As Governance Evolves, So Should Our Tools for Studying It
Decision making in highly contentious public policy domains can become mired in political conflict, leaving important policy problems unaddressed. To remedy this, public agencies across levels of government are experimenting with non-traditional governance approaches that emphasize conflict reduction and negotiation among diverse stakeholders. These approaches, which fall under the broad umbrella of collaborative governance, encourage deliberation, trust-building, and the development of “win-win” policy solutions. However, they can also be time-intensive, lead to sub-optimal outcomes, and languish during implementation, where stakeholders may lack the authority to realize the solutions they develop.
Understanding how collaborative governance processes function and when they are best employed, especially in comparison with top-down legislation and regulation, is crucial to their future success. In order to accomplish this, however, scholars who study policymaking processes need new theoretical tools that account for the idiosyncrasies of collaborative governance, suggests Dr. Elizabeth Koebele, an Assistant Professor of Political Science at the University of Nevada, Reno.
In her article recently published in the Journal of Public Policy, Koebele focuses on a tool that has been used to study a variety of policy process types: the Advocacy Coalition Framework (ACF). The ACF helps scholars interpret ‘wicked’ policymaking environments by focusing on the behavior of advocacy coalitions, or groups of policy actors drawn together by shared beliefs. While the ACF may seem like a natural fit for studying collaboration among coalitions, Koebele argues that using the ACF for this purpose, in its current form, can lead scholars to overlook or underemphasize the important advantages and limitations of collaborative governance processes. That’s because the assumptions built into the ACF were developed to explain adversarial policy processes, where coalitions compete with one another to advance their preferred policy solution. Collaborative governance turns this premise on its head by incentivizing negotiation among actors until consensus can be reached. Consequently, collaborative processes can create significantly different policymaking dynamics than those within adversarial policy processes.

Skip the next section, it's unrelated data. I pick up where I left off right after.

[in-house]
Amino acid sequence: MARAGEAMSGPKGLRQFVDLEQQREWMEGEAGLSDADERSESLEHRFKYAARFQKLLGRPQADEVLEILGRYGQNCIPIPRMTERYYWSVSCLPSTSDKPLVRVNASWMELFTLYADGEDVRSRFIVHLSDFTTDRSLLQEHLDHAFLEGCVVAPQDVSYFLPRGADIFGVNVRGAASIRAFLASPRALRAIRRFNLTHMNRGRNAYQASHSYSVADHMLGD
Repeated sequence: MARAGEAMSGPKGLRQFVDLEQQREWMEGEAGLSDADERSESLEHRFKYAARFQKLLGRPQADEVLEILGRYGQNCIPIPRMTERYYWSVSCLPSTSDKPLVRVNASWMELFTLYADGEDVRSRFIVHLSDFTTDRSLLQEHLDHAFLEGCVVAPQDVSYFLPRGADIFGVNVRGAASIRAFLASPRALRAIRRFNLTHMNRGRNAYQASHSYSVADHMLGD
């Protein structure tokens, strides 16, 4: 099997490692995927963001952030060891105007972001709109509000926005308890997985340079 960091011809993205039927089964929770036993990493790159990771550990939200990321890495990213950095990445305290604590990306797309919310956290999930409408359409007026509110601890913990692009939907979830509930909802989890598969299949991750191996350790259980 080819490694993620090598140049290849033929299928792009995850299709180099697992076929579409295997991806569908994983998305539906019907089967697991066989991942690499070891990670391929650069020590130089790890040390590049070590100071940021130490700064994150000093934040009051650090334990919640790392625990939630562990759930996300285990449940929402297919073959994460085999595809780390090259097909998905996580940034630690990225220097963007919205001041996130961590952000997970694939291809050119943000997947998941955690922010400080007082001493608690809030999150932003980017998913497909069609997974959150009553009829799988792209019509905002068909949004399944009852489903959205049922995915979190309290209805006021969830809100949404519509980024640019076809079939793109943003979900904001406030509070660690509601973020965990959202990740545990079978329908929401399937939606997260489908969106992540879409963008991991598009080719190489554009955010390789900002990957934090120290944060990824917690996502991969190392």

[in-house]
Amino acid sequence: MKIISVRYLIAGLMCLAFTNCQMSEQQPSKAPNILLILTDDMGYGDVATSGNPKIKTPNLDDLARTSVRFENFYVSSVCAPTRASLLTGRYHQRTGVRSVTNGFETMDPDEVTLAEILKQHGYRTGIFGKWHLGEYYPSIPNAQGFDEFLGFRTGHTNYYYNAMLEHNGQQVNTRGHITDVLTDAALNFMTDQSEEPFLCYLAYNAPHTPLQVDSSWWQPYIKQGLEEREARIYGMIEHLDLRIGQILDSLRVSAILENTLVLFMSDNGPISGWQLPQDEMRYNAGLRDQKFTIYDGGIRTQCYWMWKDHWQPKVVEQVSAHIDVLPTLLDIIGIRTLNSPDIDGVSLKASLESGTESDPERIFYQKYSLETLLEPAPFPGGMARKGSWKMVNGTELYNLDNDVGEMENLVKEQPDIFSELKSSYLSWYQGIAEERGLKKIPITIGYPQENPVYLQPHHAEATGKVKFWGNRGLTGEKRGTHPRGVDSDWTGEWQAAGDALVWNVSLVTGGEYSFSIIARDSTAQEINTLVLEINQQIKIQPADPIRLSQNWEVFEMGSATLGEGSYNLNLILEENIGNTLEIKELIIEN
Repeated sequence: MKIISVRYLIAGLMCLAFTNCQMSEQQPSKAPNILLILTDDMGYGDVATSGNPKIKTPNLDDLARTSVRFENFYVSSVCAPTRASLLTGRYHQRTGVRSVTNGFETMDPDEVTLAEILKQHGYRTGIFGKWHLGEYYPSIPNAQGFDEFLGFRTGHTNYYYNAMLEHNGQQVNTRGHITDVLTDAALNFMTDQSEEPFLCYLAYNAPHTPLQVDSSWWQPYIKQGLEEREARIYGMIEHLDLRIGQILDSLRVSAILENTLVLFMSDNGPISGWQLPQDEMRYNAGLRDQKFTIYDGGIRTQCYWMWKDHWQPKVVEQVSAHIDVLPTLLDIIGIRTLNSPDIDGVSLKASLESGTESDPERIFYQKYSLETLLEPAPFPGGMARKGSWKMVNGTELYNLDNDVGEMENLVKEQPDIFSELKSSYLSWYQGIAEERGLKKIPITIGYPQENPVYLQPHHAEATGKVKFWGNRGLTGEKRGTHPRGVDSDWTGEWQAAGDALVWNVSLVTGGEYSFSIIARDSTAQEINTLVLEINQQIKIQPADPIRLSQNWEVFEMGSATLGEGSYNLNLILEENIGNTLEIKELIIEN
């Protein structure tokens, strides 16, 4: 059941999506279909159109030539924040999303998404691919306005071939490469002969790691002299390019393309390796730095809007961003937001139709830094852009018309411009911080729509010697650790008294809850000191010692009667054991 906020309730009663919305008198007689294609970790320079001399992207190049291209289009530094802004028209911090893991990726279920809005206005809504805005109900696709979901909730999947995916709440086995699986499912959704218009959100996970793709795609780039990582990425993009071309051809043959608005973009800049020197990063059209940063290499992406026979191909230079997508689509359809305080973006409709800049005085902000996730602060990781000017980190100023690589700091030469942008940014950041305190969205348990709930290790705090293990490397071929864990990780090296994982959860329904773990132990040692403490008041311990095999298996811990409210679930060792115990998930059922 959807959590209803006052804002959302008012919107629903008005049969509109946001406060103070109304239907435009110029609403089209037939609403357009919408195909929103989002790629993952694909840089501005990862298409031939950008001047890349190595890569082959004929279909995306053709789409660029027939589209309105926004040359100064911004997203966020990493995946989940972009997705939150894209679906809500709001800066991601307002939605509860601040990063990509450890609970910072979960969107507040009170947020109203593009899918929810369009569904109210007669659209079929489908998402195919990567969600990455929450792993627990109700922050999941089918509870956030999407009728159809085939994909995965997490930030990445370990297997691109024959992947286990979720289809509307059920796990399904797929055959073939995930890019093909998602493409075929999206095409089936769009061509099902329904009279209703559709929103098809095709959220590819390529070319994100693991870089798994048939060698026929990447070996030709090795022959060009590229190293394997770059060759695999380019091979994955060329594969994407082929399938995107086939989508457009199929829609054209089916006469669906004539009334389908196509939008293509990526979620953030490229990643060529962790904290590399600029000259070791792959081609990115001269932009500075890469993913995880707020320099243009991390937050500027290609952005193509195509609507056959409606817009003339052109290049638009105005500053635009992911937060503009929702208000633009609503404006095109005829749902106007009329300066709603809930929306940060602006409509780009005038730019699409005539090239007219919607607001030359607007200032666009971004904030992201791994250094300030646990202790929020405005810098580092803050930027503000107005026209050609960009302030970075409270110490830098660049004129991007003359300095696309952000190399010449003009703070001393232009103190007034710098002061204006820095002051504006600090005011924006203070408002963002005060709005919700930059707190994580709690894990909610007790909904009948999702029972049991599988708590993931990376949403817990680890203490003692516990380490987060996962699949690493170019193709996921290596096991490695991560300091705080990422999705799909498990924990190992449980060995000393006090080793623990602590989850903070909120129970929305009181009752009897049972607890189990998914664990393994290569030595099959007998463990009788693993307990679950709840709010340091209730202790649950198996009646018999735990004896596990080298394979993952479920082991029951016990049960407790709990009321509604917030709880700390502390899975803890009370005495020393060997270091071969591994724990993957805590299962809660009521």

By the same token, Koebele argues that the ACF (and other general policy process frameworks) are powerful because they provide a common language and set of variables with which to compare policy processes that employ different governance arrangements. Such comparisons can help scholars and practitioners understand when collaborative governance processes may be an effective approach for averting political conflict, despite their potential drawbacks. Therefore, instead of rejecting the ACF as a tool to study collaborative governance processes, Koebele draws on existing literature about collaboration, as well as a new case study of a collaborative environmental governance process in Colorado, U.S., to demonstrate how the ACF’s major components can be adapted to better suit our expectations about collaborative governance processes.
Koebele’s study suggests that integrating collaborative governance theory with the ACF not only improves the application of the ACF in collaborative contexts, but also provides new insights into the study and practice of collaborative governance. Her findings also open the door for policy process scholars to critically consider, and potentially refine, other tools for analyzing this increasingly popular and evolving form of governance.
The article was written by Dr. Elizabeth Koebele, an Assistant Professor of Political Science at the University of Nevada, Reno, and author of “Integrating Collaborative Governance Theory with the Advocacy Coalition Framework” in the Journal of Public Policy which is available free of charge until the 15th of May, 2019.